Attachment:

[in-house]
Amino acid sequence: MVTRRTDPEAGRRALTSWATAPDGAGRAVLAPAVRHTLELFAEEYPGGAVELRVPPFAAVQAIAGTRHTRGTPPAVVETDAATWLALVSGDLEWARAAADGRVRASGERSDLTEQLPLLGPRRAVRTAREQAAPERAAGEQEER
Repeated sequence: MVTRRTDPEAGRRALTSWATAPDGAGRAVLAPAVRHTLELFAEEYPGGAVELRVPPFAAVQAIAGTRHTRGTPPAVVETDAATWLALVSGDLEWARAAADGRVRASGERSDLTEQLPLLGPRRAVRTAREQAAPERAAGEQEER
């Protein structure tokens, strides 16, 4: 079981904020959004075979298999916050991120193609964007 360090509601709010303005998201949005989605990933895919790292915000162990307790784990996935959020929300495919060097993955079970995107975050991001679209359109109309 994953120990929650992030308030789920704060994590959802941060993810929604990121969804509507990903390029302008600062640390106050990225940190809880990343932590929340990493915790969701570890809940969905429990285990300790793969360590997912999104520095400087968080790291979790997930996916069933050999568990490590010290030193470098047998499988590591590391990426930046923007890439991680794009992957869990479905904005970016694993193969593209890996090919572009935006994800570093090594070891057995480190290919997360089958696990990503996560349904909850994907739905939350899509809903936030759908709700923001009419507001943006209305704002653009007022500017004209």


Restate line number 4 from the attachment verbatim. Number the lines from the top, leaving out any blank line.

């Protein structure tokens, strides 16, 4: 079981904020959004075979298999916050991120193609964007 360090509601709010303005998201949005989605990933895919790292915000162990307790784990996935959020929300495919060097993955079970995107975050991001679209359109109309 994953120990929650992030308030789920704060994590959802941060993810929604990121969804509507990903390029302008600062640390106050990225940190809880990343932590929340990493915790969701570890809940969905429990285990300790793969360590997912999104520095400087968080790291979790997930996916069933050999568990490590010290030193470098047998499988590591590391990426930046923007890439991680794009992957869990479905904005970016694993193969593209890996090919572009935006994800570093090594070891057995480190290919997360089958696990990503996560349904909850994907739905939350899509809903936030759908709700923001009419507001943006209305704002653009007022500017004209």